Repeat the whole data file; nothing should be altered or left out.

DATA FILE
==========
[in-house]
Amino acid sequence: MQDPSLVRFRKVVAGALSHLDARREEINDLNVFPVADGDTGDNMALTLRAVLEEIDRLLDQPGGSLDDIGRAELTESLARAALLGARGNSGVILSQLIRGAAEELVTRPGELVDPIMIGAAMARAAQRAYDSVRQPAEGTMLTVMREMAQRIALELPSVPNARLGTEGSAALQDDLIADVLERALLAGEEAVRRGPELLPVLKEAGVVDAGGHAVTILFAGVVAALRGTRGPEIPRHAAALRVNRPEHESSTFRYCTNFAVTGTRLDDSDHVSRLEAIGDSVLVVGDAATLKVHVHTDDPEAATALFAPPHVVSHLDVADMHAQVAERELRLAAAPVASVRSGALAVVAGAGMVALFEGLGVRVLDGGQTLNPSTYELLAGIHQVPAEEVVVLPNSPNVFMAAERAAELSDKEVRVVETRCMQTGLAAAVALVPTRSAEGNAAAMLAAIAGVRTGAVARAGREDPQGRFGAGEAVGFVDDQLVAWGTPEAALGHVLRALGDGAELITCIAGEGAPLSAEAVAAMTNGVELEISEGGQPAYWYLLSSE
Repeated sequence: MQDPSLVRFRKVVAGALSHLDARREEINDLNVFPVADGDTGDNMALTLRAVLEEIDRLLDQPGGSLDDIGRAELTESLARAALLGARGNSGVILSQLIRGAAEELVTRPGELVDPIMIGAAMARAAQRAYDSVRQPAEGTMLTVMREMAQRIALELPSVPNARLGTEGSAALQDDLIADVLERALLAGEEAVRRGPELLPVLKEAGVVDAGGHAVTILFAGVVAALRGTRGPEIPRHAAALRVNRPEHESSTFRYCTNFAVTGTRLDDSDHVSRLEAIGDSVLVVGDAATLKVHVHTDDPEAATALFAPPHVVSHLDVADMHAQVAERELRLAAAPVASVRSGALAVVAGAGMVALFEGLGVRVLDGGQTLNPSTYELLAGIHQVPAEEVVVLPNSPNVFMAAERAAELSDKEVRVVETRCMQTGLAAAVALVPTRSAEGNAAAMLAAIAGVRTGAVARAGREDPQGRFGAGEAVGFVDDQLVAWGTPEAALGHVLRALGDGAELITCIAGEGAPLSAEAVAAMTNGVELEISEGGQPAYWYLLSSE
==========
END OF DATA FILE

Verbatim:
[in-house]
Amino acid sequence: MQDPSLVRFRKVVAGALSHLDARREEINDLNVFPVADGDTGDNMALTLRAVLEEIDRLLDQPGGSLDDIGRAELTESLARAALLGARGNSGVILSQLIRGAAEELVTRPGELVDPIMIGAAMARAAQRAYDSVRQPAEGTMLTVMREMAQRIALELPSVPNARLGTEGSAALQDDLIADVLERALLAGEEAVRRGPELLPVLKEAGVVDAGGHAVTILFAGVVAALRGTRGPEIPRHAAALRVNRPEHESSTFRYCTNFAVTGTRLDDSDHVSRLEAIGDSVLVVGDAATLKVHVHTDDPEAATALFAPPHVVSHLDVADMHAQVAERELRLAAAPVASVRSGALAVVAGAGMVALFEGLGVRVLDGGQTLNPSTYELLAGIHQVPAEEVVVLPNSPNVFMAAERAAELSDKEVRVVETRCMQTGLAAAVALVPTRSAEGNAAAMLAAIAGVRTGAVARAGREDPQGRFGAGEAVGFVDDQLVAWGTPEAALGHVLRALGDGAELITCIAGEGAPLSAEAVAAMTNGVELEISEGGQPAYWYLLSSE
Repeated sequence: MQDPSLVRFRKVVAGALSHLDARREEINDLNVFPVADGDTGDNMALTLRAVLEEIDRLLDQPGGSLDDIGRAELTESLARAALLGARGNSGVILSQLIRGAAEELVTRPGELVDPIMIGAAMARAAQRAYDSVRQPAEGTMLTVMREMAQRIALELPSVPNARLGTEGSAALQDDLIADVLERALLAGEEAVRRGPELLPVLKEAGVVDAGGHAVTILFAGVVAALRGTRGPEIPRHAAALRVNRPEHESSTFRYCTNFAVTGTRLDDSDHVSRLEAIGDSVLVVGDAATLKVHVHTDDPEAATALFAPPHVVSHLDVADMHAQVAERELRLAAAPVASVRSGALAVVAGAGMVALFEGLGVRVLDGGQTLNPSTYELLAGIHQVPAEEVVVLPNSPNVFMAAERAAELSDKEVRVVETRCMQTGLAAAVALVPTRSAEGNAAAMLAAIAGVRTGAVARAGREDPQGRFGAGEAVGFVDDQLVAWGTPEAALGHVLRALGDGAELITCIAGEGAPLSAEAVAAMTNGVELEISEGGQPAYWYLLSSE